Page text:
Architectural Recycling

May 17, 2016
Dan Gregory
Architectural Recycling
Early recycling: moving Egyptian obelisks, in a fascinating book
Let’s talk recycling. It’s not a new idea: remember the Romans! In 10 B. C. Emperor Augustus removed the obelisk from the Temple of the Sun at Heliopolis in Egypt and placed it in the Circus Maximus; then in 1589 Pope Sixtus V had it erected in the Piazza del Popolo topped with a cross. More recent power players have adapted this collect-and-conquer approach to a residential scale and architecturally re-purposed everything from antique ceilings to airplanes and automobiles. Take this new

residence by architect David Hertz, FAIA, which was a 2012 Record House (photos courtesy David Hertz). It shows how to recycle a Boeing 747. Hertz turned the wings into roofs on two levels.

In this house wings are really wings!  And by the way, a jet engine cowling makes a great reflecting pool. Part of the exterior fuselage forms the kitchen backsplash, conveying the delightful impression that a plane has just landed beside the sink — or maybe this is simply another form of "Mileage Plus." One little caveat about  re-purposing a 747 — if it’s visible from the air you need to notify the FAA so they don’t think it’s a crash site. The house is fully explored in David's new book: The Restorative Home: Ecological Houses by Architect David Hertz.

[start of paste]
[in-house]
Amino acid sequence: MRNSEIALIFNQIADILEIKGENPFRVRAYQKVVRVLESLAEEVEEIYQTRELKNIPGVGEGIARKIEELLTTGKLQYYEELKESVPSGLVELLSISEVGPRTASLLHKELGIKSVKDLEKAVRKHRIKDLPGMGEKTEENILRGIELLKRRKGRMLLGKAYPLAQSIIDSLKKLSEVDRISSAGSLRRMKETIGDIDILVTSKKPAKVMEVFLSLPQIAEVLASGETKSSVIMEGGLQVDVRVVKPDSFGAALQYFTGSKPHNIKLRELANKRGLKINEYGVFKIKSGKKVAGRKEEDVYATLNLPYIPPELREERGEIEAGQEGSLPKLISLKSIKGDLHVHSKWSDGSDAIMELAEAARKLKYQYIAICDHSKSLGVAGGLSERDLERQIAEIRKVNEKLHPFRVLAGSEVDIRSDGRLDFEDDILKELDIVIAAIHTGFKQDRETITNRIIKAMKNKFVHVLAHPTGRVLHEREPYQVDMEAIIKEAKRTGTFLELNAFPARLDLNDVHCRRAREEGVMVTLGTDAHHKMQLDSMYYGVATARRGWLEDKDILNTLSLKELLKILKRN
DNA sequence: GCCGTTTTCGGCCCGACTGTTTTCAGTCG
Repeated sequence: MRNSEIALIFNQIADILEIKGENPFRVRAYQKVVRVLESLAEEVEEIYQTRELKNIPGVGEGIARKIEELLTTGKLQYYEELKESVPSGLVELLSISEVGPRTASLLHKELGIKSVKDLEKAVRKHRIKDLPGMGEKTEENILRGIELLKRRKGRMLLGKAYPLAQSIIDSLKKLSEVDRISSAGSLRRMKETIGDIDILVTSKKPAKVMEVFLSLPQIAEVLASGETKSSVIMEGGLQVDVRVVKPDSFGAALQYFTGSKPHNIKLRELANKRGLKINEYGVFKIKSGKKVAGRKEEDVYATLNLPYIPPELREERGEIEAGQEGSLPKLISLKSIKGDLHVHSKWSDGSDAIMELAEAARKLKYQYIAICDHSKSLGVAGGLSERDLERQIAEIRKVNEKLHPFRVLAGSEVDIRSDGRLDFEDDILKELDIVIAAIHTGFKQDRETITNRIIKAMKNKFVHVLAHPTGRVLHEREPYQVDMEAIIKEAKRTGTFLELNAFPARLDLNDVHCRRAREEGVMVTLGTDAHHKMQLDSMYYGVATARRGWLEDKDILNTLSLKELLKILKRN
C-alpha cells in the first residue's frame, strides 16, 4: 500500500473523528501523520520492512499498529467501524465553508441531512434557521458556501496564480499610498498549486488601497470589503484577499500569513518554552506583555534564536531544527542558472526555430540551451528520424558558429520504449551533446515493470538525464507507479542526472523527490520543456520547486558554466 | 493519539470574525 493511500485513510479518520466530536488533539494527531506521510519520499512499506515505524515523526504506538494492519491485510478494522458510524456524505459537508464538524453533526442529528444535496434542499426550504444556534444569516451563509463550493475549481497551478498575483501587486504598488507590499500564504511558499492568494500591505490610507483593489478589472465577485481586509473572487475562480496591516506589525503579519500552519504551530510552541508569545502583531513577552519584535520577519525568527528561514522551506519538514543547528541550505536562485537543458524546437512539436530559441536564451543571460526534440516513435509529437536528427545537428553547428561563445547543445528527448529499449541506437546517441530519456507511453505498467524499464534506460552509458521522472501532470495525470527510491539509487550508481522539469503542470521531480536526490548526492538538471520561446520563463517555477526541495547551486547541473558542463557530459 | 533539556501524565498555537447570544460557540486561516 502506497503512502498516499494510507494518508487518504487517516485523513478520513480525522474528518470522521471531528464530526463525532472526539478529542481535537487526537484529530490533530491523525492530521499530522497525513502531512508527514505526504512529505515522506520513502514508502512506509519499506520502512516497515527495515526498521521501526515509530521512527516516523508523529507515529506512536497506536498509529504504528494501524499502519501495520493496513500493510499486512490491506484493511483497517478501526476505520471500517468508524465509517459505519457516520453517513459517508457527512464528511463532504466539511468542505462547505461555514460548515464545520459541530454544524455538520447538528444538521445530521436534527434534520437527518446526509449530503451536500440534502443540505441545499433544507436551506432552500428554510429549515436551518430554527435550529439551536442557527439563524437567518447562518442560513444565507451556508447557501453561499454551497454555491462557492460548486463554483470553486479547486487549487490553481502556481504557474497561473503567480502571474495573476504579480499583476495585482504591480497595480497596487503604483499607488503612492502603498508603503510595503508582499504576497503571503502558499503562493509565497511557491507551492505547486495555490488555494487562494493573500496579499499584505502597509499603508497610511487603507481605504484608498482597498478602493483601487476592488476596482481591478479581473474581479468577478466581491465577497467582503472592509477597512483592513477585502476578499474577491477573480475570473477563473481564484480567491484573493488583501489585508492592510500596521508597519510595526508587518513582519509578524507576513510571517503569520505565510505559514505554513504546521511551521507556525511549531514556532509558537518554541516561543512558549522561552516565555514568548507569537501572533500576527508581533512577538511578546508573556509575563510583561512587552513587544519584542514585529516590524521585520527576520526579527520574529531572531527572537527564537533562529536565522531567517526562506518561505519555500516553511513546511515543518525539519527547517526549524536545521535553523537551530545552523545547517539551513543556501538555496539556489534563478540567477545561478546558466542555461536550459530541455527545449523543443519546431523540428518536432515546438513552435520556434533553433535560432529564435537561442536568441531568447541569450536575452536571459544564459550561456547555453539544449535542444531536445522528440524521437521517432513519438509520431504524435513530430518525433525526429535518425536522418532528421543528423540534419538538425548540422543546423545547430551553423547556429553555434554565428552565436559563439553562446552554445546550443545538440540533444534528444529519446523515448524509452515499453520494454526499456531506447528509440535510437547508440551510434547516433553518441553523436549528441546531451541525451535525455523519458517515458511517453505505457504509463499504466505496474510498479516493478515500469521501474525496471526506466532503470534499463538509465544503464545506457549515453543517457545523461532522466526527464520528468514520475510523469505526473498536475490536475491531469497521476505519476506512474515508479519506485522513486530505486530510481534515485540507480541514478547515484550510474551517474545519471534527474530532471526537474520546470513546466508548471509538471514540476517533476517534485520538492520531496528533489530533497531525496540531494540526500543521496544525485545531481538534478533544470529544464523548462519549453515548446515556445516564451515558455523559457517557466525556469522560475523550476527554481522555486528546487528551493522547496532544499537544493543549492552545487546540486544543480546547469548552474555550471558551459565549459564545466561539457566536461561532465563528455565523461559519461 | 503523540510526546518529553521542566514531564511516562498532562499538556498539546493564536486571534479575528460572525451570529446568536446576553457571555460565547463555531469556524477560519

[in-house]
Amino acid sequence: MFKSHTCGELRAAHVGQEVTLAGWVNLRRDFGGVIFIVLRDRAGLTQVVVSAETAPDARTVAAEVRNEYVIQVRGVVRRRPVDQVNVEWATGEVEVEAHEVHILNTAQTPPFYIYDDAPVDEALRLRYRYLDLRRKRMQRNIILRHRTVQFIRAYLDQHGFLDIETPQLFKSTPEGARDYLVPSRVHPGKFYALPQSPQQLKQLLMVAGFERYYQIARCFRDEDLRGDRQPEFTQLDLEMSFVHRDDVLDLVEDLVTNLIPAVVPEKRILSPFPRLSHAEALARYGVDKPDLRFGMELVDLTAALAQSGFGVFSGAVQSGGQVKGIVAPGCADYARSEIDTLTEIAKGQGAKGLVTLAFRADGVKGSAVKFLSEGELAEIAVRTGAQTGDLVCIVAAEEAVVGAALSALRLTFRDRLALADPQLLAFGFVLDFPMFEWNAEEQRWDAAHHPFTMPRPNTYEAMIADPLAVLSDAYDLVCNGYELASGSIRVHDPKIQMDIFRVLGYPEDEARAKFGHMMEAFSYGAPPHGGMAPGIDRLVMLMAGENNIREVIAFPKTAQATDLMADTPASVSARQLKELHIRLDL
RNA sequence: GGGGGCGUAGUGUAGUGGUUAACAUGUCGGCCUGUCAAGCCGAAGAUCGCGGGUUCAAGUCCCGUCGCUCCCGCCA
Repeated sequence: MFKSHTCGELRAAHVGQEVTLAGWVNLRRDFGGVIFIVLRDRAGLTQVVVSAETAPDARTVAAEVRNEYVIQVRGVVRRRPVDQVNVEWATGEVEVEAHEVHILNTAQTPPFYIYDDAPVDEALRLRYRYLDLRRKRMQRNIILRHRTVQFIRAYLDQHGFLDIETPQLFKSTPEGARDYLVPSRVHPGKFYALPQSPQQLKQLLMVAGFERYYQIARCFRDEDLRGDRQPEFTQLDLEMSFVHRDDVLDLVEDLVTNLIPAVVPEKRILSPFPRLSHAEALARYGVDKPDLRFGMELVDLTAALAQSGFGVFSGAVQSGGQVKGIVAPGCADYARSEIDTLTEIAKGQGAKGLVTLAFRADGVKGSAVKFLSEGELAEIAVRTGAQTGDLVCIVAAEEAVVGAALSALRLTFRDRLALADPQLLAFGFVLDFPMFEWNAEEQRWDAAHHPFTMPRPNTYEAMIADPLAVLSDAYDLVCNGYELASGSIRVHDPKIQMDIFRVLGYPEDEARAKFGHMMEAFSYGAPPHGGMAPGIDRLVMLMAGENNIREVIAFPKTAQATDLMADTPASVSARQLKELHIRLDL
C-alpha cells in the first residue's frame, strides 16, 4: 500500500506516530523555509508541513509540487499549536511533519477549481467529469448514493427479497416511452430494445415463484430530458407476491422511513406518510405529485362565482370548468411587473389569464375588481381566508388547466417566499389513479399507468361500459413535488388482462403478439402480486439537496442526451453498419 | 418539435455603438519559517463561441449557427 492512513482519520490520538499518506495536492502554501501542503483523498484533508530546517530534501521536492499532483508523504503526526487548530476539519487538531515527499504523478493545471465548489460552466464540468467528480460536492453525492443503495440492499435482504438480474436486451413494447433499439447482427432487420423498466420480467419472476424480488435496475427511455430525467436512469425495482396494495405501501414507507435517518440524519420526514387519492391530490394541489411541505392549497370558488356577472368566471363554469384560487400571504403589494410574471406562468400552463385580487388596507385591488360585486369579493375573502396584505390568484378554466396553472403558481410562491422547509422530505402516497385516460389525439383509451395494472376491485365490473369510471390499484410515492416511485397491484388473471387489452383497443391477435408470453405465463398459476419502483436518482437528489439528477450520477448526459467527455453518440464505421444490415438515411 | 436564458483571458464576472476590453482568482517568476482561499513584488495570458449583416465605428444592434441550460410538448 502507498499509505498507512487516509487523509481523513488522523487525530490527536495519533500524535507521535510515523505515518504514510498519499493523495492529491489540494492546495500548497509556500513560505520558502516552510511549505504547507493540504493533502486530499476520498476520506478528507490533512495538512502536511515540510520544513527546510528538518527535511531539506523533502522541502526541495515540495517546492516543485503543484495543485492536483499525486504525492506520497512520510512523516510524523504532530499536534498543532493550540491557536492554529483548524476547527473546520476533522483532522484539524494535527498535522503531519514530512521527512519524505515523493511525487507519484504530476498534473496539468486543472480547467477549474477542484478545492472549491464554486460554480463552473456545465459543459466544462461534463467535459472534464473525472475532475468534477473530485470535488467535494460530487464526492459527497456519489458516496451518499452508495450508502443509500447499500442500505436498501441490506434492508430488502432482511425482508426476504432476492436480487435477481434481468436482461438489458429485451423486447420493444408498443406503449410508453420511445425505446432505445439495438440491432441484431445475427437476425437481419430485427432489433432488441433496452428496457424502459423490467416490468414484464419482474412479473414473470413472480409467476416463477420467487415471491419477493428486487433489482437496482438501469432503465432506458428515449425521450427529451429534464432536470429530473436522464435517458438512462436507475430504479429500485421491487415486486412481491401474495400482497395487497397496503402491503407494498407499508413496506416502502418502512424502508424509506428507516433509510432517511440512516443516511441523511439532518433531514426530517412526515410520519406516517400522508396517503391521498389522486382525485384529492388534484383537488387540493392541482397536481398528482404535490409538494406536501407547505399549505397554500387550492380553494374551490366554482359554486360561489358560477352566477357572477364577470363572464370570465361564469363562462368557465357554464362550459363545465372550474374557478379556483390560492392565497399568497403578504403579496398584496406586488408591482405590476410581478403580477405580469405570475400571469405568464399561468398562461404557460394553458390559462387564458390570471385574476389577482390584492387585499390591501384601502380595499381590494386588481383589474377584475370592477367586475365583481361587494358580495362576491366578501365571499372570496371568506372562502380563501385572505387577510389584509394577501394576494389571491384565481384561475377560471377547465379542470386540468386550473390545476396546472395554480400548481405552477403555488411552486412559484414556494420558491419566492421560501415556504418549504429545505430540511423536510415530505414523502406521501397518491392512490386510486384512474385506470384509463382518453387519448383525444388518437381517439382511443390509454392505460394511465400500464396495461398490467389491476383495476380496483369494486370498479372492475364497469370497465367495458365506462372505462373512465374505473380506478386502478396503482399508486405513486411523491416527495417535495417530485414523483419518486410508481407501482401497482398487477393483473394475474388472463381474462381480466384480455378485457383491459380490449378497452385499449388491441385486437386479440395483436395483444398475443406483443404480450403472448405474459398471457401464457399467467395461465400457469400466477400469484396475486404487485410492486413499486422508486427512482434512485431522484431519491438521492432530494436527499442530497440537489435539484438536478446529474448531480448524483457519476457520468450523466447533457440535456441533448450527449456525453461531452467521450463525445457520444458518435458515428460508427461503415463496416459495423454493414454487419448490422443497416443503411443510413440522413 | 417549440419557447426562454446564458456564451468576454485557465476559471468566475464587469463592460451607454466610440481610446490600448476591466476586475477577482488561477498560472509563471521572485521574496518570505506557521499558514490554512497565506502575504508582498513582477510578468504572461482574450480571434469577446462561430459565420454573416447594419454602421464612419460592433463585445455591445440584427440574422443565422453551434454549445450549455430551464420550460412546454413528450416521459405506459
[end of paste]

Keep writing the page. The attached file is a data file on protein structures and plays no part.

Leger Wanaselja Architects is known for their eco-friendly approach to design, most recently for their infill house with roofs “sawed out of grey cars left for parts in local junk yards,” and glass awnings “fabricated from junked Dodge Caravan side windows.” They used salvaged automobile roofs for upper 

walls and poplar bark (waste product from the furniture industry of North Carolina) for the lower walls.
Inside, all the finish wood for cabinetry and trim is salvage, lending the main living

and dining areas a warmly inviting glow (photos courtesy Leger Wanaselja). Terramai offers a wide range of reclaimed woods, for example, supplying the reclaimed teak for this handsome contemporary Los Angeles

pool deck by Grossman Construction Company (photo courtesy Terramai).

Recycling isn’t just about one-off custom design — it’s built into many
contemporary materials, including solid surface counters like Vetrazzo, which is recycled glass in a base of concrete and comes in a wide variety

of colors, like this dramatic island counter in red hues (photo courtesy Vetrazzo).

Which reminds me: ready-made plans are all about recycling, too! Modern 3 bedroom 3 bath Plan 909-10 

by MA Architecture is a good example. It's designed for a sloping lot, with a two story living-dining room 

opening to a deck. Adapt it to your site, add whatever upgrades are required, in addition to any recycled materials of your choice, and you’re done…and no need to contact the FAA!

To browse a collection of eco-friendly plans click here.

This post updates one that appeared on my previous blog Eye On Design. And if you are interested, as I am, in ancient recycling, ok, call me obsessed -- read Cleopatra's Needles: The Lost Obelisks of Egypt, shown at the top of this post, by Bob Brier, a riveting account of how those enormous and enormously heavy stone landmarks were removed from Egypt and transported to Rome, Paris, London, and even New York City (that one is in Central Park next to the Metropolitan Museum), first in the time of Emperor Augustus, then for popes during the Renaissance, and then in the mid-19th century.

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